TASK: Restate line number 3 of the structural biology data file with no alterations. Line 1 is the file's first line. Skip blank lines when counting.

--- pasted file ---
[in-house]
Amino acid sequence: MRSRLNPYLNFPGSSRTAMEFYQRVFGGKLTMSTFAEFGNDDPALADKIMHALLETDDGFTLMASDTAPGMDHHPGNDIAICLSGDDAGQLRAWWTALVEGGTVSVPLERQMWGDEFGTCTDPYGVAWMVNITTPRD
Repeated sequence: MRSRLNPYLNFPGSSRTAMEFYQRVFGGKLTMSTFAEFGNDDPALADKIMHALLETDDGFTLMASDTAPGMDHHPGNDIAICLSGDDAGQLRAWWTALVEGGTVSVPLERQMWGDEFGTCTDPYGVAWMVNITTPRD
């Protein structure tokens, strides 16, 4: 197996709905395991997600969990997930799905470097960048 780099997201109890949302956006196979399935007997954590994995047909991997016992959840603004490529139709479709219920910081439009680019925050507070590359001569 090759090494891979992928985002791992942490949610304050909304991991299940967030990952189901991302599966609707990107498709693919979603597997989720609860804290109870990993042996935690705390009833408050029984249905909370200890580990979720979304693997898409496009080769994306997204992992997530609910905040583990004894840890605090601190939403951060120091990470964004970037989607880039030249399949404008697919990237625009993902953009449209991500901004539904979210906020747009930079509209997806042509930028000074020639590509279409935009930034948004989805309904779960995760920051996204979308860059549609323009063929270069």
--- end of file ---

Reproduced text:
Repeated sequence: MRSRLNPYLNFPGSSRTAMEFYQRVFGGKLTMSTFAEFGNDDPALADKIMHALLETDDGFTLMASDTAPGMDHHPGNDIAICLSGDDAGQLRAWWTALVEGGTVSVPLERQMWGDEFGTCTDPYGVAWMVNITTPRD